EDITORIAL:Getting involved in your city

A majority of people who have been following the Towne Center at Shelter Ridge application and the process it has taken to have it either approved or denied by the city’s Planning and Zoning Commission are frustrated.

Protesters have appeared with picket signs at several of the last meetings where the application was discussed and according to P&Z Chairman Ruth Parkins it has been the largest project to appear before the commission since she was elected in 2009.

A formal opposition has been formed and is known as Save Our Shelton (S.O.S.). They have gained support through their consistent questioning of the P&Z commission and respect from people who are from Shelton but were unaware of the proposal because of their dedication.

Despite all of the community’s effort, the application is to have a favorable resolution approved by the P&Z Commission at its March 7 meeting.

New faces have still attended the city meetings to plead with the commission to rethink the decision it's currently leaning toward, but to no avail.

A sense of hopelessness has been expressed by people from the city who want to see the application denied and more of the green space preserved.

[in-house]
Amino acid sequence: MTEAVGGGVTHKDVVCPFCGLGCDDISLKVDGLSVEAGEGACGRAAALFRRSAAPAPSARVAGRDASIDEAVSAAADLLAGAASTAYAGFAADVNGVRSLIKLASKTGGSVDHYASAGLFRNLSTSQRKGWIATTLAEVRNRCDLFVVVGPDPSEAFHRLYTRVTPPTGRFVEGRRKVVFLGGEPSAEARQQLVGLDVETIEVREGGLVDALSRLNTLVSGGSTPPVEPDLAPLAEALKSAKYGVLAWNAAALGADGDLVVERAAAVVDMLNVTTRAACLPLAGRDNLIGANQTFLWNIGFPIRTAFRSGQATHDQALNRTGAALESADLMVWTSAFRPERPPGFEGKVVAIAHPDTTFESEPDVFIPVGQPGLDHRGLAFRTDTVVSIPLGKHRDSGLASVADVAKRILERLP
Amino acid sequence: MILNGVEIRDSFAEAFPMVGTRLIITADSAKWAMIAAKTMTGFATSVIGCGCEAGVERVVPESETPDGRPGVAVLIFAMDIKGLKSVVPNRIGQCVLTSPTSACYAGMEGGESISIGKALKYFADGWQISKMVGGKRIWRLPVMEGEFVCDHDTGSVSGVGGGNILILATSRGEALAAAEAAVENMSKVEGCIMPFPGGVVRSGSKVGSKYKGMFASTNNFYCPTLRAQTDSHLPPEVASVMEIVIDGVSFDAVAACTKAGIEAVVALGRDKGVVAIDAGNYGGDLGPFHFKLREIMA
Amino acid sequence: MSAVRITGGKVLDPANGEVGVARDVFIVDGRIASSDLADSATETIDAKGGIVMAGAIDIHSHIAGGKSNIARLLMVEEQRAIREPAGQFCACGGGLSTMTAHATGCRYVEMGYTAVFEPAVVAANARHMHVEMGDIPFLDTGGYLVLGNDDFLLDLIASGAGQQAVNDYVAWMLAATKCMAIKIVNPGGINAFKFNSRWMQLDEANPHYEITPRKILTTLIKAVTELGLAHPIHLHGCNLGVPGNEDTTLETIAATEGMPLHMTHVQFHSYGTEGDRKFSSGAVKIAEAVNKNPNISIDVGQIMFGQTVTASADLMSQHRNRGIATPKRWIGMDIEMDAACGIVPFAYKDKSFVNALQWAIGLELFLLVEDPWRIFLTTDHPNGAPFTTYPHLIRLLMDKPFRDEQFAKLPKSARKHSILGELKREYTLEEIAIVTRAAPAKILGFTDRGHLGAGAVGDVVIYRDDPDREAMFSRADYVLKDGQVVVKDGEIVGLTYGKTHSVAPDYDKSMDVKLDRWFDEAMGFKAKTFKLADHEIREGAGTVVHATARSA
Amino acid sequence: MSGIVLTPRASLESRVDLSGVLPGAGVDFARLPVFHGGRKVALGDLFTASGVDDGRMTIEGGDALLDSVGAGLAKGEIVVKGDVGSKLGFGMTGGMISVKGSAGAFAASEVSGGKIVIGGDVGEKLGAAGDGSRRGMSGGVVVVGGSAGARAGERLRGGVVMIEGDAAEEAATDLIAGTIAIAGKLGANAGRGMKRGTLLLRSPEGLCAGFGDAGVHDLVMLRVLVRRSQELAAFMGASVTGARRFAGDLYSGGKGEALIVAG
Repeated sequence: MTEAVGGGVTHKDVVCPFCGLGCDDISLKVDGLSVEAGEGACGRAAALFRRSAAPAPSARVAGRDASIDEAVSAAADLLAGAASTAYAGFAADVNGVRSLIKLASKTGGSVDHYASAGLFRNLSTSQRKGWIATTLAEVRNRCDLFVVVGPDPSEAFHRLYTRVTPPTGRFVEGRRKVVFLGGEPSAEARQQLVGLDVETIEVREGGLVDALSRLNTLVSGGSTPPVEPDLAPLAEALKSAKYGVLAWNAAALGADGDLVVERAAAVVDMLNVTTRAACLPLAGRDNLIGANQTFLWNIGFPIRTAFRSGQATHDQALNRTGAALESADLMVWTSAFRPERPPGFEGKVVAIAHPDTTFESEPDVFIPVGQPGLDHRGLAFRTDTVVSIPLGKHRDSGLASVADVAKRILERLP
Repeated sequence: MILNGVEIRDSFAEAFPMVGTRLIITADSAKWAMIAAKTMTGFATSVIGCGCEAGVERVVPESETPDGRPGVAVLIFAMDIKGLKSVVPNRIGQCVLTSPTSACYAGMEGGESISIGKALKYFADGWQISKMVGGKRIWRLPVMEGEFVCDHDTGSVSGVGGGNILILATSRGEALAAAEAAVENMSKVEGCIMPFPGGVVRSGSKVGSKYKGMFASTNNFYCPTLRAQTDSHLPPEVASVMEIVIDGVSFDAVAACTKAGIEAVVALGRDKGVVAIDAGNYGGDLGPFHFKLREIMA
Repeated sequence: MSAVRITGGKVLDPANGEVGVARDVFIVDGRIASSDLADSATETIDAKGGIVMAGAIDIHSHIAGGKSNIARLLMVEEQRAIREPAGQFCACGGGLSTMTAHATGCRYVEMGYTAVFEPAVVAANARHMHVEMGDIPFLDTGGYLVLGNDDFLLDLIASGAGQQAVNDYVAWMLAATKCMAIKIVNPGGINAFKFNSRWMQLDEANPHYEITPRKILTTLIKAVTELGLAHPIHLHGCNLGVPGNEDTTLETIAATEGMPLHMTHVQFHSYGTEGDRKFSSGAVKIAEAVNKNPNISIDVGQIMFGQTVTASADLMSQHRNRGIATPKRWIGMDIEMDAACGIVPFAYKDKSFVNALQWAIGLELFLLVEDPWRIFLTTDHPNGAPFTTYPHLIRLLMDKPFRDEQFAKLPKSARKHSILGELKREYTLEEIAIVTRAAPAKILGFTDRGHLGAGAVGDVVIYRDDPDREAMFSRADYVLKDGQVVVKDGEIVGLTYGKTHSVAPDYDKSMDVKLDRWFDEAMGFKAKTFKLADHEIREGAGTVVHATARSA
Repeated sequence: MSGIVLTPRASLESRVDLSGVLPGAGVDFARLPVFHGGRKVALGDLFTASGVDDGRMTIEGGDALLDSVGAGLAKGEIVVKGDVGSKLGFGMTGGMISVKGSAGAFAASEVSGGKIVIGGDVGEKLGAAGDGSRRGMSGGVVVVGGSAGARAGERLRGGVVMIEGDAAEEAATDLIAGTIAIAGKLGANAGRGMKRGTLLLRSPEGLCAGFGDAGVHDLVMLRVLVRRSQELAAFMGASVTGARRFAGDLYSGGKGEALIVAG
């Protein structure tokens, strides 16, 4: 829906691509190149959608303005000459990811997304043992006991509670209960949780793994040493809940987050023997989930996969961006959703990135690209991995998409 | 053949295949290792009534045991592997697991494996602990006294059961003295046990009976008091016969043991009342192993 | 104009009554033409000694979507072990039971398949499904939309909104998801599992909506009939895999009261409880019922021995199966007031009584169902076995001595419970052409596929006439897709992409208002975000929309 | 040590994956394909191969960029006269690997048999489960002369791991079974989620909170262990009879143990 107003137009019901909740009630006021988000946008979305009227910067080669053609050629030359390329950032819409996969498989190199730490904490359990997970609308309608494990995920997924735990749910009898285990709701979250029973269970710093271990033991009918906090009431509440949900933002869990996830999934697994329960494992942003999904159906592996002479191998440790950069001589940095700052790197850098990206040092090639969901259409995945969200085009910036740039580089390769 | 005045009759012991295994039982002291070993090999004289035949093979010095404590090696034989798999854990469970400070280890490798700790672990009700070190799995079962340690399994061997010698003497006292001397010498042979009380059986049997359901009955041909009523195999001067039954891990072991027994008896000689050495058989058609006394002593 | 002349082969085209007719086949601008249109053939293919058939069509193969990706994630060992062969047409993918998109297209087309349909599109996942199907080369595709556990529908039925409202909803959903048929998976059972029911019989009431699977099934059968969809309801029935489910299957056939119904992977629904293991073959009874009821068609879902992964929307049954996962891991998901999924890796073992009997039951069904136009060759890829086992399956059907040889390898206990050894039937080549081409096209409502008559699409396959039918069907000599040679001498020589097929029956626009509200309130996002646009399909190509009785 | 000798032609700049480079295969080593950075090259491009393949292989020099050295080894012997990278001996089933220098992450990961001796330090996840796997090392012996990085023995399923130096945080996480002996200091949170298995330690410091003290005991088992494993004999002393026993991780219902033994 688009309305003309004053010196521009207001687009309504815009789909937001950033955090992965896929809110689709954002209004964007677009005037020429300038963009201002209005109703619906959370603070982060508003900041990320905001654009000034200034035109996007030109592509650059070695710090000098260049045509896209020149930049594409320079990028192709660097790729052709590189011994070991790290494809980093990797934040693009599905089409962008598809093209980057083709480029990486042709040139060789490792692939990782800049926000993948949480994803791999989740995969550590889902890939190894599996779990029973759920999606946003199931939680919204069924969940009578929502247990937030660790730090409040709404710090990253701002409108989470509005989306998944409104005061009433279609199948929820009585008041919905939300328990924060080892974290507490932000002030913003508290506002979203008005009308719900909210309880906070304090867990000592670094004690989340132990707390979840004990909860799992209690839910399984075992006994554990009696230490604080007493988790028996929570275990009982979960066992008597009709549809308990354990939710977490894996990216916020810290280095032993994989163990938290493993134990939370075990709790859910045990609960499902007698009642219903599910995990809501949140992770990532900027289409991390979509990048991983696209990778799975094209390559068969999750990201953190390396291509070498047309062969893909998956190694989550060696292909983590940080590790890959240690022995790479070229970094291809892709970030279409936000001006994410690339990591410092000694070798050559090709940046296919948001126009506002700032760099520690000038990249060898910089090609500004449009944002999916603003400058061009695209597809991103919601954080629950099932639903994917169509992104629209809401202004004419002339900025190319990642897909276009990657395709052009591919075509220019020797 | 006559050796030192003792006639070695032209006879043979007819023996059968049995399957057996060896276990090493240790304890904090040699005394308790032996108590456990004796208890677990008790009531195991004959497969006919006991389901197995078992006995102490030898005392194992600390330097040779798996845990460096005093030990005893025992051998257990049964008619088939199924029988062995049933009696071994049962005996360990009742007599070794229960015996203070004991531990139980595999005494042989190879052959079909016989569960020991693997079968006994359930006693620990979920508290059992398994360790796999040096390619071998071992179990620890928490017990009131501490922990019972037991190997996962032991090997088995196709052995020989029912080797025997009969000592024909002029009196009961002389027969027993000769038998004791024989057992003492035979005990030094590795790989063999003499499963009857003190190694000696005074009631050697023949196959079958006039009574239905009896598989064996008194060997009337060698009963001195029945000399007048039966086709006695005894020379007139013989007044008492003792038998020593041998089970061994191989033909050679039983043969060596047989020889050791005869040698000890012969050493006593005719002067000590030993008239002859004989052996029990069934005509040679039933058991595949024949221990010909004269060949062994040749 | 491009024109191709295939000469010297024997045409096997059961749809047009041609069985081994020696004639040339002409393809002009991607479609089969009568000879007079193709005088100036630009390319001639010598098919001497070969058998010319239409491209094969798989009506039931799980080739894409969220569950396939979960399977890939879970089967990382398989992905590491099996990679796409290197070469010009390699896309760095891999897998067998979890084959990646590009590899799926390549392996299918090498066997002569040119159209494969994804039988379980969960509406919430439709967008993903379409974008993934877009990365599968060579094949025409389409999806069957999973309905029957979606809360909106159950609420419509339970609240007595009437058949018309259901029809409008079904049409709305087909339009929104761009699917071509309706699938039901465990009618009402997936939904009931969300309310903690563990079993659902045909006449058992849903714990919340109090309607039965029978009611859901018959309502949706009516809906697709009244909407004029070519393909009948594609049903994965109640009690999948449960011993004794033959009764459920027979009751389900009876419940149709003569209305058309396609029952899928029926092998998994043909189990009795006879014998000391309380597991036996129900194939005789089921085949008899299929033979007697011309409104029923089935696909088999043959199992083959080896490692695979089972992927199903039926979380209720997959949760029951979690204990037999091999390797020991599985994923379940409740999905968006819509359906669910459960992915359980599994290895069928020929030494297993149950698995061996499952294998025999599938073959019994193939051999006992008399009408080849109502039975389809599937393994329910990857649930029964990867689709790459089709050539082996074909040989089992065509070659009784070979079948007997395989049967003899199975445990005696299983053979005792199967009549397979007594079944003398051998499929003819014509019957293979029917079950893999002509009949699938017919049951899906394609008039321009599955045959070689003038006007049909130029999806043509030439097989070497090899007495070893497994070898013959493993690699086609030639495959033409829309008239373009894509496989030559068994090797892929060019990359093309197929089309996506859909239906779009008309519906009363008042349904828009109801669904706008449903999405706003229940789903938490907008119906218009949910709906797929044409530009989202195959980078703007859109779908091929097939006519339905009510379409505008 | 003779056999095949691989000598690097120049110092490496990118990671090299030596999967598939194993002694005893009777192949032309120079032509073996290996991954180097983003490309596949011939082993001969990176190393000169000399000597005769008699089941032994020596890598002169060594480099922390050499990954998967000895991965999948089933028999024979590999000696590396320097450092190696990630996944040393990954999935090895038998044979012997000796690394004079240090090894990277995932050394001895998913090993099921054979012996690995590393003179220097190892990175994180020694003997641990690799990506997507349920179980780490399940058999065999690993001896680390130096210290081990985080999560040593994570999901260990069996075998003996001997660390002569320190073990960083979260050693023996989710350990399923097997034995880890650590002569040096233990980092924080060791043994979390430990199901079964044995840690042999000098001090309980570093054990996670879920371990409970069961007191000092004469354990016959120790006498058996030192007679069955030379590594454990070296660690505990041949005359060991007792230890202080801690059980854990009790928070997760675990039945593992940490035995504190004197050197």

With questions being asked by residents such as, “Why do we even bother voicing our opinions at public hearings?” or “Does our opinion even matter?,” other residents have wondered what else they can do.

Although many residents do not agree with the commission’s anticipated decision, one possible solution is to continue to attend these meetings and others like it so that you can be informed about what’s going on, instead of getting involved only right before something like this is approved.

Whether it’s attending the next Board of Aldermen meeting in March where the revised 2017 Plan for Conservation and Development will be discussed or the Planning and Zoning Commission meeting later on that month where it will be finalized, educating yourself on the process of how and why these commissions make decisions, is important.

If you only attend the meetings toward the end of the process where a decision is made, although the support is encouraged by both other people from the city who feel the same way and the commissions/boards, it is nearly impossible to understand what is going on.

Don’t give up. Get involved. Ask your city’s boards and commissions questions, as well as your aldermen.